12 September 2003 Linux creator Linus Torvalds has told SCO Group CEO Darl McBride to “grow up” after McBride had claimed in an open letter that there were “fundamental structural flaws in the Linux development process”.
McBride added: “The flaws inherent in the Linux process must be openly addressed and fixed… If the open source community wants to develop products for enterprise corporations, it must respect and follow the rule of law. These rules include contracts, copyrights and other intellectual property laws.”
McBride concluded his letter by appealing to the open source community to negotiate with SCO. “Further, the SCO Group is open to ideas of working with the open source community to monetize software technology and its underlying intellectual property for all contributors, not just SCO.”
However, in a sarcastic response released yesterday, Torvalds wrote that there was nothing to negotiate over. “SCO has yet to show any infringing IP [intellectual property] in the open source domain… all of our source code is out in the open, and we welcome you [to] point to any particular piece you might disagree with,” he wrote.
Torvalds response came a day after a stinging rebuke delivered jointly by open source gurus Eric Raymond and Bruce Perens.
“[There are] numerous instances on record of Linus Torvalds and others refusing code in circumstances where there is reason to believe it might be compromised by third party IP claims… we are instinctively respectful of concerns about IP, credit and provenance,” they wrote.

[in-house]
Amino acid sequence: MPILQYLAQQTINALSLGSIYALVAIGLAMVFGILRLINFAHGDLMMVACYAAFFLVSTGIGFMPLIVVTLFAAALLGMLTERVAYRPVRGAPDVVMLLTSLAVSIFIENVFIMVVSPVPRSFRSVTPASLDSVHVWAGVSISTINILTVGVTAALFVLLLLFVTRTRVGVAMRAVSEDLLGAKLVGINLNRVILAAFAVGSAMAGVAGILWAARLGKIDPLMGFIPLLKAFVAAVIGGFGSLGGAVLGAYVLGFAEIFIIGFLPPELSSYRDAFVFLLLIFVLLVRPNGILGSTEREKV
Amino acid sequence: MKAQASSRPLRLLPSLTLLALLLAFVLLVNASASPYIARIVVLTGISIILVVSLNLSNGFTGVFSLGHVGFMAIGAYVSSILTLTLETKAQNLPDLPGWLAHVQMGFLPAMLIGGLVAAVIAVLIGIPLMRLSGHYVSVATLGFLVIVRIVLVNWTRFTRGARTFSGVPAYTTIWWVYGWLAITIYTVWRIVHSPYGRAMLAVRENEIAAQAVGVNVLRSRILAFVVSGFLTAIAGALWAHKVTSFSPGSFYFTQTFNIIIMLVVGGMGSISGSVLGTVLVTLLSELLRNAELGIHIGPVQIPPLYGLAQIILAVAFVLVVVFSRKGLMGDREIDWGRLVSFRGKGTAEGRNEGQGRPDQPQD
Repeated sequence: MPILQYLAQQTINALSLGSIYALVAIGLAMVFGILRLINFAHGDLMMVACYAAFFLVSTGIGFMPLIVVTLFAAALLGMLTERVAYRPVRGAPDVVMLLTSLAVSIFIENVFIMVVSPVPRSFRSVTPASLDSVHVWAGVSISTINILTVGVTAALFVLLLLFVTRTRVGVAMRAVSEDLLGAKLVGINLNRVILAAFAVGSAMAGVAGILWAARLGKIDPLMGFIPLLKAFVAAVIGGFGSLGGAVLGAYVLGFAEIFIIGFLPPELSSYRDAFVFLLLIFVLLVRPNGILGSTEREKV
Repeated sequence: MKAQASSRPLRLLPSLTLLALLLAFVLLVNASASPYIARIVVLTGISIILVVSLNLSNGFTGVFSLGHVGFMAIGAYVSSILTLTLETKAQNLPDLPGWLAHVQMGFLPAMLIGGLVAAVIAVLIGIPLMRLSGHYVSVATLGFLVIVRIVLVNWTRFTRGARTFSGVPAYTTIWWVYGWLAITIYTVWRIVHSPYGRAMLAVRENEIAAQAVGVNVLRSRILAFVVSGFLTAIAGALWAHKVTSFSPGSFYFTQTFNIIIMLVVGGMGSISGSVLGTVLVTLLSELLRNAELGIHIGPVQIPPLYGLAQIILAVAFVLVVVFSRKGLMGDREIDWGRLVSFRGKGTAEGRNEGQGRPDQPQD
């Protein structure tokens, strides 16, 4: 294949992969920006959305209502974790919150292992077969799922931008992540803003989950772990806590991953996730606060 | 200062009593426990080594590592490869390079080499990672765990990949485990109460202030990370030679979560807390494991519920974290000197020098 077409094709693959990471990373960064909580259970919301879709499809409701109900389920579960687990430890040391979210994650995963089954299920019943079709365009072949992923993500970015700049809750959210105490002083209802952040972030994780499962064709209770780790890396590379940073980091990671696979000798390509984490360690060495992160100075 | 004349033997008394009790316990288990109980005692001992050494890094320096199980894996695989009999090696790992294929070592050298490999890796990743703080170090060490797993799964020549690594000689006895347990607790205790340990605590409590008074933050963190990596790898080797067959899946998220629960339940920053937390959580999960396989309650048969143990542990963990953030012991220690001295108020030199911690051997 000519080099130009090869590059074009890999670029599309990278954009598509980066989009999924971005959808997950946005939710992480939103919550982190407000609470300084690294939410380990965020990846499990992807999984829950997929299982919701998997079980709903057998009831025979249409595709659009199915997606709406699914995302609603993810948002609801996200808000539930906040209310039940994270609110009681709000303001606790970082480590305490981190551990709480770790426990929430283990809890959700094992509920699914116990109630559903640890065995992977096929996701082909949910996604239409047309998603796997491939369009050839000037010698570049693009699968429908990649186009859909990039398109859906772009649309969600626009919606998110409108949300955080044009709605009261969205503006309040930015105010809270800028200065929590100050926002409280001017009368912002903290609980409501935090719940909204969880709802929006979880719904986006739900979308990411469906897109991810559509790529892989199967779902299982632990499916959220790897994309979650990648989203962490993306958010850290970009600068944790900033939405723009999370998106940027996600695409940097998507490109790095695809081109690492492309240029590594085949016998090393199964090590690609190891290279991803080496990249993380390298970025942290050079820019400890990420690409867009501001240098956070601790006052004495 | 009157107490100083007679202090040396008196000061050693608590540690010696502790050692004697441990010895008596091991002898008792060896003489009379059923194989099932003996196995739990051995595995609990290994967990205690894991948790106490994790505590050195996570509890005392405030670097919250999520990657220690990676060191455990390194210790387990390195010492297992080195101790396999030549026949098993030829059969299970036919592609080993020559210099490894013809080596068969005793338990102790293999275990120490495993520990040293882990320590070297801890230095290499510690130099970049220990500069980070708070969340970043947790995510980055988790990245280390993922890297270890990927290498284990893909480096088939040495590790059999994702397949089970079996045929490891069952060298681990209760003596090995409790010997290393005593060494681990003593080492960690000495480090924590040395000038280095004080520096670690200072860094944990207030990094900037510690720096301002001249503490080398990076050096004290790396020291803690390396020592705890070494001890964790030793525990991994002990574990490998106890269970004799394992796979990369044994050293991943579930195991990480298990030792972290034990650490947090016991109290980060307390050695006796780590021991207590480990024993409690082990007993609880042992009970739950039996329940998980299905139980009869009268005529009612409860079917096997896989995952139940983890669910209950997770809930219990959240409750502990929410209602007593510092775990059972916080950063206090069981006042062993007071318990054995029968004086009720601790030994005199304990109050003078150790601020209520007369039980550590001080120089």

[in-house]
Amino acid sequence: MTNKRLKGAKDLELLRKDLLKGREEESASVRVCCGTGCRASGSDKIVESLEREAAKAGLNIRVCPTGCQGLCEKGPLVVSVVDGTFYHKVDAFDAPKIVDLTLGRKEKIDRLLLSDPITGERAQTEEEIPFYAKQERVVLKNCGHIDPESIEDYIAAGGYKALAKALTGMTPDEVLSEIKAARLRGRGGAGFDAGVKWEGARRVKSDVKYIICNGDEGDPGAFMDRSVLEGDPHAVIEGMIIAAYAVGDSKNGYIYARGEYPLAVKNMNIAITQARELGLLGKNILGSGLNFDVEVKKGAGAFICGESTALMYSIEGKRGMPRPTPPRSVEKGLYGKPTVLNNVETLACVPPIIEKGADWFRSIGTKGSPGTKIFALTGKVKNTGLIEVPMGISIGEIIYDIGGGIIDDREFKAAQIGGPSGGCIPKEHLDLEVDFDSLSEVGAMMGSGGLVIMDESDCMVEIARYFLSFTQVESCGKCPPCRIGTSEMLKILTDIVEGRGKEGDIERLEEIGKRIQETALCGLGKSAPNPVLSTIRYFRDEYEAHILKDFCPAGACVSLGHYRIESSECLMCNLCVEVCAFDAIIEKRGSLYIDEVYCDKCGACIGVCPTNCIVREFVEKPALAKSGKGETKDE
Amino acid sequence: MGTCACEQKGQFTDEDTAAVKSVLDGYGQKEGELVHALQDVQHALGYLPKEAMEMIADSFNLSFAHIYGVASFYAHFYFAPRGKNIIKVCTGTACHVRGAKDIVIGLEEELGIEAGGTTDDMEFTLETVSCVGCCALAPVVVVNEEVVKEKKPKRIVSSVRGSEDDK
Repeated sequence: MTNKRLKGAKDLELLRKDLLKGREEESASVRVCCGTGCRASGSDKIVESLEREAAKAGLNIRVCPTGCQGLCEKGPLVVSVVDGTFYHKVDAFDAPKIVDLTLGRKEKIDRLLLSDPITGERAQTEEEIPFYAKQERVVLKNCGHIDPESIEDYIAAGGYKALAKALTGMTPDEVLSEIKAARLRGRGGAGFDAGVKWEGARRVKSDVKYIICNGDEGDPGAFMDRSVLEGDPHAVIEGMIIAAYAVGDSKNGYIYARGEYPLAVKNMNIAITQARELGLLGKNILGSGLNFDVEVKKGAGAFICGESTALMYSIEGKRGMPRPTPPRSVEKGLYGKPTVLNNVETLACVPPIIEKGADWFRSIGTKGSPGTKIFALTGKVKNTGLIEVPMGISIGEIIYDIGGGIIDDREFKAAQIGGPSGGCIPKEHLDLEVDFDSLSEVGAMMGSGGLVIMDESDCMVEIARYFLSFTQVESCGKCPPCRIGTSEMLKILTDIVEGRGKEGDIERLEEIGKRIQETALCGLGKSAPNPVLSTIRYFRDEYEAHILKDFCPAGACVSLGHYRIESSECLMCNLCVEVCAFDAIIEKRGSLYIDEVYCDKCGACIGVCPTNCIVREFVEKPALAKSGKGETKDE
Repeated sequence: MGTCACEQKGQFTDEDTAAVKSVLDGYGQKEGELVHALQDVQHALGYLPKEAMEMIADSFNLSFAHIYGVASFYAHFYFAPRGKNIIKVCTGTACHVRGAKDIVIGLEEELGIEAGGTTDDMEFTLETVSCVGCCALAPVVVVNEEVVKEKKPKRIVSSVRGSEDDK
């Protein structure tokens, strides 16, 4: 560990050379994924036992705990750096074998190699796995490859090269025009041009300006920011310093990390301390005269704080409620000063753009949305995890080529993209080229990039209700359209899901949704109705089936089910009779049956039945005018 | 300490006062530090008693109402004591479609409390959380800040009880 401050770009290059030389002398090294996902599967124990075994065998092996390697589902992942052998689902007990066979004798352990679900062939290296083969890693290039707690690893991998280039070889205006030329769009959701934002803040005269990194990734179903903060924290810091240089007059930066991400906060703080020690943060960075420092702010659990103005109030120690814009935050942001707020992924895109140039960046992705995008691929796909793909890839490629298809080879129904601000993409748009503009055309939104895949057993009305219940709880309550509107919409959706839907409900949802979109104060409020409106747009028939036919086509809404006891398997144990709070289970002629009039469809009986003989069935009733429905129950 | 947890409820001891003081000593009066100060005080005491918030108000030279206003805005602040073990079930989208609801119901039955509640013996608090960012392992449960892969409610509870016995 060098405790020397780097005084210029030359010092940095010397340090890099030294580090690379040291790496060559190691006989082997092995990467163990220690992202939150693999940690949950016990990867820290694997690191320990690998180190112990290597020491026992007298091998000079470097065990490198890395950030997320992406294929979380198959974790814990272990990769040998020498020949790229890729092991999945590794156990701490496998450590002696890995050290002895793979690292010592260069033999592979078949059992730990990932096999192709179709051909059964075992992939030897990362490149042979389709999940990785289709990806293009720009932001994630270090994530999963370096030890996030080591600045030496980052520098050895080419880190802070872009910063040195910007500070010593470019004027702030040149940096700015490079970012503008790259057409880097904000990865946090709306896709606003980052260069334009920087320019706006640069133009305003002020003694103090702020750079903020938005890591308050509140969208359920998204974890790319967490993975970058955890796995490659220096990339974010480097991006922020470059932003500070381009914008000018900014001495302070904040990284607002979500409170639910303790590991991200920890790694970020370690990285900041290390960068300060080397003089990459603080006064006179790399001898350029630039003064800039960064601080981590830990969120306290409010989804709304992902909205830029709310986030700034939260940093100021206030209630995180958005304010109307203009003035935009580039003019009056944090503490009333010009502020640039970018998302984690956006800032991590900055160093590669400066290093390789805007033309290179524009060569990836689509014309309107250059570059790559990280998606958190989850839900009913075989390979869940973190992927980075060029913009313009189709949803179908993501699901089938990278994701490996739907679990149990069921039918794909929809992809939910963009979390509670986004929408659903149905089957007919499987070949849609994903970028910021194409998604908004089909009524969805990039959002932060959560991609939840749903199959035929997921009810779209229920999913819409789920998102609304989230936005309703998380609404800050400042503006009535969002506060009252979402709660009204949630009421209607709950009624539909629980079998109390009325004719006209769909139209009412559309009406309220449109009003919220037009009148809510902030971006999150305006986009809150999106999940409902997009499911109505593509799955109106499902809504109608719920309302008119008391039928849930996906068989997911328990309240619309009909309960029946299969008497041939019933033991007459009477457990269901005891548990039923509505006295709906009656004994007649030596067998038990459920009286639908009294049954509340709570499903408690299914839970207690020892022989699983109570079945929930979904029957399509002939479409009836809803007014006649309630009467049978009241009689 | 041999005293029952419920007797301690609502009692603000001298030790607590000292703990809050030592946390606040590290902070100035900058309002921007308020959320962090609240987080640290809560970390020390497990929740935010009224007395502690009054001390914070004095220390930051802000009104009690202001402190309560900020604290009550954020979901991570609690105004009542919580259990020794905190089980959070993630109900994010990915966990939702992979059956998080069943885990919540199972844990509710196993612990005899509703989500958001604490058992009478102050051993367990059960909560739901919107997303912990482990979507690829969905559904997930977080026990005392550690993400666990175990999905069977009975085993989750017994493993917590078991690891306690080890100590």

They also suggested that some of McBride’s claims amount to slander. “You have uttered vast conspiracy theories which fail to be vague only where they are slanderous and insulting.”
“You have already been compelled to abandon major claims — such as the ownership of SMP technology alleged in your original complaint against IBM — on showings that they were false and that you knew or should have known them to be false.”
Although SCO makes light of its Unix intellectual property ownership, much of its legal battle does not concern copyright, but the extent and enforceability of its Unix licensing contract with IBM. Under the terms of this contract, SCO only owns the copyright of the code from System V Unix that is reproduced in IBM’s AIX Unix.
In addition, SCO claims that IBM is also barred from transferring “derivative works” from AIX to other products. Whether the Unix technology that IBM transferred to Linux counts as a derivative work is open to legal interpretation. In addition, much of that technology came from Sequent’s Dynix Unix operating system, which is based on the free BSD version of Unix, and not IBM’s home-grown AIX.
Furthermore, SCO does not claim copyright over what it regards as derivative works. In a July 2003 interview with MozillaQuest, SCO director of corporate communications Blake Stowell admitted that IBM ultimately owns the copyright to those “extensions”, not SCO. “This is not about copyrights. It is about the breaking of a contract,” he told MozillaQuest.
As a result, says one observer, “people who didn’t sign contracts with SCO have no obligation to pay SCO even if ‘millions of lines of code’ were added in violation of its contract with IBM”.